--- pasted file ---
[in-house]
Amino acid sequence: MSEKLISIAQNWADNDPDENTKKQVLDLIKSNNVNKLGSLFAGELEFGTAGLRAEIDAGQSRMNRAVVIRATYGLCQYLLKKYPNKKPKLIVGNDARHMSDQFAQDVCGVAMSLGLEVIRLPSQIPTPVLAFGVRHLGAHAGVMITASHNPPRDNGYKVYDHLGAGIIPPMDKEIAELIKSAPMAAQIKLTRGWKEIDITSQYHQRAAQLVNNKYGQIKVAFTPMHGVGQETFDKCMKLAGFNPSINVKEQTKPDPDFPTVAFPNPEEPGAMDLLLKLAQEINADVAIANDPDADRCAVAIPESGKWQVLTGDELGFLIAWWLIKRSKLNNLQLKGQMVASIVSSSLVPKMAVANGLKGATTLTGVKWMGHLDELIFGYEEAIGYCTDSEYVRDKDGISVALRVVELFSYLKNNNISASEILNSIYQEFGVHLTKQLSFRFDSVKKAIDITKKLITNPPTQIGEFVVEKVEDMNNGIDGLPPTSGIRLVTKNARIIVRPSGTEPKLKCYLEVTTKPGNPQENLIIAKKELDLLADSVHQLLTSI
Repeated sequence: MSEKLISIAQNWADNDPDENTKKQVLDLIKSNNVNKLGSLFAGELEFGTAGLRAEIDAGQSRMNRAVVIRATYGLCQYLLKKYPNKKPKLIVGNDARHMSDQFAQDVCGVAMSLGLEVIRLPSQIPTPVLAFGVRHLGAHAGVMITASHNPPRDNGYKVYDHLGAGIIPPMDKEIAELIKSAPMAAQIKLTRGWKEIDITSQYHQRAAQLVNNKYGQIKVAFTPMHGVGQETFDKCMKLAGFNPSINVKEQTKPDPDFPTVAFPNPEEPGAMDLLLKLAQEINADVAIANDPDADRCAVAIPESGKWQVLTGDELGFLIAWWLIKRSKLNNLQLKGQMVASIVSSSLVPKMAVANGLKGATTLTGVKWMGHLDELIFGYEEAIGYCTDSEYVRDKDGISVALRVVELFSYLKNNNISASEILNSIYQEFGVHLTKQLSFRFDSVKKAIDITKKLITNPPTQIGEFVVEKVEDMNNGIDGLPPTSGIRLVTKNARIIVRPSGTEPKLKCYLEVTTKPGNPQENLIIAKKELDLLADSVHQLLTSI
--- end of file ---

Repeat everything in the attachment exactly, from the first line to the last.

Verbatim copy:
[in-house]
Amino acid sequence: MSEKLISIAQNWADNDPDENTKKQVLDLIKSNNVNKLGSLFAGELEFGTAGLRAEIDAGQSRMNRAVVIRATYGLCQYLLKKYPNKKPKLIVGNDARHMSDQFAQDVCGVAMSLGLEVIRLPSQIPTPVLAFGVRHLGAHAGVMITASHNPPRDNGYKVYDHLGAGIIPPMDKEIAELIKSAPMAAQIKLTRGWKEIDITSQYHQRAAQLVNNKYGQIKVAFTPMHGVGQETFDKCMKLAGFNPSINVKEQTKPDPDFPTVAFPNPEEPGAMDLLLKLAQEINADVAIANDPDADRCAVAIPESGKWQVLTGDELGFLIAWWLIKRSKLNNLQLKGQMVASIVSSSLVPKMAVANGLKGATTLTGVKWMGHLDELIFGYEEAIGYCTDSEYVRDKDGISVALRVVELFSYLKNNNISASEILNSIYQEFGVHLTKQLSFRFDSVKKAIDITKKLITNPPTQIGEFVVEKVEDMNNGIDGLPPTSGIRLVTKNARIIVRPSGTEPKLKCYLEVTTKPGNPQENLIIAKKELDLLADSVHQLLTSI
Repeated sequence: MSEKLISIAQNWADNDPDENTKKQVLDLIKSNNVNKLGSLFAGELEFGTAGLRAEIDAGQSRMNRAVVIRATYGLCQYLLKKYPNKKPKLIVGNDARHMSDQFAQDVCGVAMSLGLEVIRLPSQIPTPVLAFGVRHLGAHAGVMITASHNPPRDNGYKVYDHLGAGIIPPMDKEIAELIKSAPMAAQIKLTRGWKEIDITSQYHQRAAQLVNNKYGQIKVAFTPMHGVGQETFDKCMKLAGFNPSINVKEQTKPDPDFPTVAFPNPEEPGAMDLLLKLAQEINADVAIANDPDADRCAVAIPESGKWQVLTGDELGFLIAWWLIKRSKLNNLQLKGQMVASIVSSSLVPKMAVANGLKGATTLTGVKWMGHLDELIFGYEEAIGYCTDSEYVRDKDGISVALRVVELFSYLKNNNISASEILNSIYQEFGVHLTKQLSFRFDSVKKAIDITKKLITNPPTQIGEFVVEKVEDMNNGIDGLPPTSGIRLVTKNARIIVRPSGTEPKLKCYLEVTTKPGNPQENLIIAKKELDLLADSVHQLLTSI